Without a doubt, ransomware is one of the biggest digital security threats facing both home and business computing in recent years, and it's likely a term you've heard cropping up in articles and blog posts throughout the internet.
So what is it exactly? Simply put, it's a form of online attack where the attacker, rather than spying on you or trying to get your login information, locks you out from your system and/or files and demands a ransom to allow you to access them again. The threat is that if you don't pay up, your system and files will be lost forever.
So yes - it's a scary sounding attack, made even scarier by the fact that it's becoming more and more common. TrendMicro estimates a 179% growth in the amount of attacks between 2015 and 2016, meaning it's more important than to be prepared. And adopting a "there's no way this could happen to me" attitude won't cut it - getting infected can be as easy as visiting an infected website, viewing malicious ads, opening an unverified email or clicking a suspicious link. And remember, as is the case with most digital security issues, there is no security in being "too small" - in fact, many cyber criminals will specifically target individuals and small businesses knowing that they very likely do not have sophisticated security and backup systems.
But we're not here to fear monger. Rest assured that there are ways to prevent against these attacks! Here's what you should do to product yourself and your business:
Have a solid Backup and Disaster Recovery (BDR) plan in place. If you're locked out of your files, it's a non-issue if you can just recover from a backup. Ensure your plan includes frequent integrity testing, so you know your backups will 100% work in the event of catastrophe.
Be alert and vigilant - avoid opening unverified emails or clicking suspicious links. Consider implementing a morestringent email security system which can help catch messages like these before they even arrive in your inbox.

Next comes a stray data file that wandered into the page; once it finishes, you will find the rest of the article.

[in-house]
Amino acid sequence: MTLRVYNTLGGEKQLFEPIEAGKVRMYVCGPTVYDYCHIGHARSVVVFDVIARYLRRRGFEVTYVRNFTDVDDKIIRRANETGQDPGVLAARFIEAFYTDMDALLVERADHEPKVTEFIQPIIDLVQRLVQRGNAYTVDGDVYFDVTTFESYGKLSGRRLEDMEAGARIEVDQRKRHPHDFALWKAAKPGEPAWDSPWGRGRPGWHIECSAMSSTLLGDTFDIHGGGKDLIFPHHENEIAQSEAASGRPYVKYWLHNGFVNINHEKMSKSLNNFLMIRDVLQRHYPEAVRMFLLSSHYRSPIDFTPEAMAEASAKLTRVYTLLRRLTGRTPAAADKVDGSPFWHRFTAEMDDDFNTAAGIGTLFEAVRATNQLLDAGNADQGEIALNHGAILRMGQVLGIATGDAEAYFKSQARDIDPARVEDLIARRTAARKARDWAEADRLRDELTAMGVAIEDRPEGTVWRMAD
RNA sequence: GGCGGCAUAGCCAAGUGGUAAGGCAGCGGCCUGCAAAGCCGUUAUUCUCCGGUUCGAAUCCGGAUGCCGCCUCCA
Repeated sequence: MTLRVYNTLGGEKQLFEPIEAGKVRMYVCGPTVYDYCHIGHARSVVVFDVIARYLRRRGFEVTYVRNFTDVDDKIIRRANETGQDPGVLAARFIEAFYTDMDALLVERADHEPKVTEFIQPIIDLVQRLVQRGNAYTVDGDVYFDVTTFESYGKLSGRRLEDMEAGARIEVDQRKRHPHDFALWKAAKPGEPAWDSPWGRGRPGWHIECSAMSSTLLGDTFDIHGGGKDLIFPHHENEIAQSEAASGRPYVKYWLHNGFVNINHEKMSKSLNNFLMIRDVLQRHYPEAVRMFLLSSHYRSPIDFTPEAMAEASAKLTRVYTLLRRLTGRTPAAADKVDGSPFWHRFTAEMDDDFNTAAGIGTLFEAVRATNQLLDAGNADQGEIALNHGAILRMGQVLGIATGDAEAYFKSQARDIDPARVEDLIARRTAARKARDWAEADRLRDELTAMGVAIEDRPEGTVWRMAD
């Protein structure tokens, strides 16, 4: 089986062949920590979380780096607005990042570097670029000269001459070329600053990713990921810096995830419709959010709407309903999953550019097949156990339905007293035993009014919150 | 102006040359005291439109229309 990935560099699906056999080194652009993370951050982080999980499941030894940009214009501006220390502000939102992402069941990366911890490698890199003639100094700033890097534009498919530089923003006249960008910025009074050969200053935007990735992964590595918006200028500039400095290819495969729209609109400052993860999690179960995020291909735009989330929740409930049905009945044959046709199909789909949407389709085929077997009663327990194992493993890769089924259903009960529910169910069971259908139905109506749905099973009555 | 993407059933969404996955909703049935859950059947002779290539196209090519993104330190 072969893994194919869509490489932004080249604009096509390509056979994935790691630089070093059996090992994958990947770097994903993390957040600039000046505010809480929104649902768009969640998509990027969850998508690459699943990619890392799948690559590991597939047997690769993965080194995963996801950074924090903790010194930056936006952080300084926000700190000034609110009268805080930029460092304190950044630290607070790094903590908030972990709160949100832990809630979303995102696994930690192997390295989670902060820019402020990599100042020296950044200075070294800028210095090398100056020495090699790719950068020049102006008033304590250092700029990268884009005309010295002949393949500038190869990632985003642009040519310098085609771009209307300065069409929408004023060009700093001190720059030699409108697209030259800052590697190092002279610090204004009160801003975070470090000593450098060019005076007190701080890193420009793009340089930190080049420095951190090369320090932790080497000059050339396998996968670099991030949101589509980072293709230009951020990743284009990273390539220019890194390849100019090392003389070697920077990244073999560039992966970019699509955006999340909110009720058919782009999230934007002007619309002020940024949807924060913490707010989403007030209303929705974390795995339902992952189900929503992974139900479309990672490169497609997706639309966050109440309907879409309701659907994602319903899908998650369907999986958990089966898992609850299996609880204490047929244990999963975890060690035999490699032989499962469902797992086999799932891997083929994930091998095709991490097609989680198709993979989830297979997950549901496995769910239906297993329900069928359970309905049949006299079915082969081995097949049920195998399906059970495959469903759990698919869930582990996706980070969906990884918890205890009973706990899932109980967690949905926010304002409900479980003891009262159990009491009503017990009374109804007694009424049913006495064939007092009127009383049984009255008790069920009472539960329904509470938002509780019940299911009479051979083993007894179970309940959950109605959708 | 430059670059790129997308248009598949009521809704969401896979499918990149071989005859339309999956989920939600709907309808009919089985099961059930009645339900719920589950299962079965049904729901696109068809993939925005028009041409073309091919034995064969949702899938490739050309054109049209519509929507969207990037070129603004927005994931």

Regularly update software, programs and applications.Make sure everything is current with the latest patches and protections against new vulnerabilities.
This is all great, but what if you've been hit by an attack and you're suddenly held hostage by a shady internet criminal?
DO NOT PAY THE RANSOM. There is no guarantee you'll get your files back, and these bad guys will see you as a free meal ticket the second you fork over the dough.
Turn off your computer and immediately disconnect from your wifi and network. You may be able to stop the attack before it's complete and avoid spreading it to your entire network.
Go to your backups and see what you recover. Depending on your BDR solution, you may have lost some newer work and may have to revert to older versions of some files, but this is still preferable to losing everything.
If your backups are not in place, come to terms with the fact that you might lose your files forever. Unfortunately, this is why these attacks are so brutal, and why #5 is so important.
Take steps to avoid future attacks. Use the steps above to stay ahead of these and other security risks that may come up in the future. It's always a worthwhile investment to plan ahead and make sure you're able to quickly recover in the event of an attack.
Report the attack to the FBI, which is actively investigating new and emerging threats to help protect us and catch the criminals perpetrating this type of attack.